Two Key Words for Leaders

Think back to when you were growing up. When a birthday or Christmas gift arrived from a family member or friend, did your mom or dad make you write a thank you letter?

As a child, I loved receiving the gifts but I didn’t particularly like the discipline of saying thank you.  Now, I look back and I recognize the tremendous value of this simple discipline. Gratitude and thankfulness are central themes for the Christian life.  They bless God and bring encouragement to others.

Expressing gratitude and saying thank you is also critical for servant-leaders.  As former CEO of Herman Miller and best-selling author, Max DePree writes, “The first responsibility of a leader is to define reality. The last is to say thank you. In between the two, the leader must become a servant and a debtor.”

Despite knowing about the importance of thankfulness, I can still struggle in this area.  Sometimes I get too busy. In the speed of life I can forget, get distracted or simply let good intentions go unaddressed.

To be honest, I also sometimes see the weed of entitlement growing in me.  This weed grows when we believe we ‘deserve’ or are ‘due’.  It usually grows the fastest when we are working the hardest. The consequence of this weed is we don’t actually receive the gifts given by God and others.  Instead, we begin to simply expect more.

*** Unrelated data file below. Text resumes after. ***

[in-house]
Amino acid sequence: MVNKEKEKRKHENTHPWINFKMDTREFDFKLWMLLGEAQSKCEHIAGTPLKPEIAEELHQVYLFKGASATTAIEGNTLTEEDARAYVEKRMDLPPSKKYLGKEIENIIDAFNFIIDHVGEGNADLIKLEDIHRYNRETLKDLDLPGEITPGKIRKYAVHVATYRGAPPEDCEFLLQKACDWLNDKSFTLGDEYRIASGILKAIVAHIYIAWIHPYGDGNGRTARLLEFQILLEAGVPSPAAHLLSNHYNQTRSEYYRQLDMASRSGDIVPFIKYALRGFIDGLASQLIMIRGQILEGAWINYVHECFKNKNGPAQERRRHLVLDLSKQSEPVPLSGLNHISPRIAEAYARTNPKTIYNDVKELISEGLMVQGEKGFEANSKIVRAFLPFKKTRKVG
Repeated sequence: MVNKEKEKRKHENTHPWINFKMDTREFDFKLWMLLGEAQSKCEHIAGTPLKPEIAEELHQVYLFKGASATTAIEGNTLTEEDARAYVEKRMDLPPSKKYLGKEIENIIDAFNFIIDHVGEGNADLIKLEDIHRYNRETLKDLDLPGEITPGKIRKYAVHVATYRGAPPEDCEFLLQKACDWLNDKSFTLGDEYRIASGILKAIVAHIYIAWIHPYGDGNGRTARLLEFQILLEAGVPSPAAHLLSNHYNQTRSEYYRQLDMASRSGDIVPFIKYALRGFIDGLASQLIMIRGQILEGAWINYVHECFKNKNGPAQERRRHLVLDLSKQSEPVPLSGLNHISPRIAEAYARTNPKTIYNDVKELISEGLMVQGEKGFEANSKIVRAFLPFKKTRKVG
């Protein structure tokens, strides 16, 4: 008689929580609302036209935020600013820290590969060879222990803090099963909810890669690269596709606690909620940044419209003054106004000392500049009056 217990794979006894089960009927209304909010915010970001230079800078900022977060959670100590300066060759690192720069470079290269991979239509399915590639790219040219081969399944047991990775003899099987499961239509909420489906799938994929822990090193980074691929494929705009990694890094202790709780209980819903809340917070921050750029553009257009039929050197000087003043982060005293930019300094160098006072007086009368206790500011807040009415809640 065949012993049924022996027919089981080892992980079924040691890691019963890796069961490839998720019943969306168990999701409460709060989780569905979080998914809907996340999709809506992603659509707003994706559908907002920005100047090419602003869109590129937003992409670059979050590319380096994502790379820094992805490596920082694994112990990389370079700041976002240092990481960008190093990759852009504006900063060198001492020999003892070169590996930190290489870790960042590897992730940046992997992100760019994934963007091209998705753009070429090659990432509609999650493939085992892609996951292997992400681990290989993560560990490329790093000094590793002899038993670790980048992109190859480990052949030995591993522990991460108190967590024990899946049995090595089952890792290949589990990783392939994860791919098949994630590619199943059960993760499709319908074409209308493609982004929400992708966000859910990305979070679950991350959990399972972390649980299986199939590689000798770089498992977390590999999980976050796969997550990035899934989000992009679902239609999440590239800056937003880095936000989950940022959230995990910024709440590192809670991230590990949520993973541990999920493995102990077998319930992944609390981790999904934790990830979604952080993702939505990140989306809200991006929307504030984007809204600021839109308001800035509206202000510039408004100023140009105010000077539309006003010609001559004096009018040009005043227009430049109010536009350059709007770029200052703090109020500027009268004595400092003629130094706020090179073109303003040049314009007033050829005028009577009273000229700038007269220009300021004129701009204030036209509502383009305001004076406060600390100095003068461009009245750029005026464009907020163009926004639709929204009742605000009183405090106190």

The good news is today is a new day. We can choose to say thank you to God and to others. So what could thankfulness look like for you today? Who could you thank this week? Maybe it’s…

  • A thank you/no agenda phone call to a donor or volunteer? A note hidden in your child’s lunchbox or ordering some flowers for your spouse?
  • An old-fashioned handwritten note (mailed not emailed) to a mentor, pastor or teacher who has impacted your life?
  • If they have already passed on, you could write their spouse or family. Some public or private words of thanks to a team member or even your entire team?
  • Sixty minutes you spend writing a psalm of thanks to God in your journal?
  • Taking an extra moment to simply say “thank you” to someone serving in a role or place you regularly overlook?
  • Words of appreciation expressed to a spouse, parents, siblings and other family members?

Your act of expressing thanks may very well be a difference maker for someone. Expressions of thanks are often divinely timed and delivered when others most need encouragement. Regardless, this simple discipline fights the entitlement weed and shapes our character toward gratitude. 

To The Point,

Dr. Steve Brown

“Give thanks in all circumstances; for this is the will of God in Christ Jesus for you.” 1Thessalonians 5:18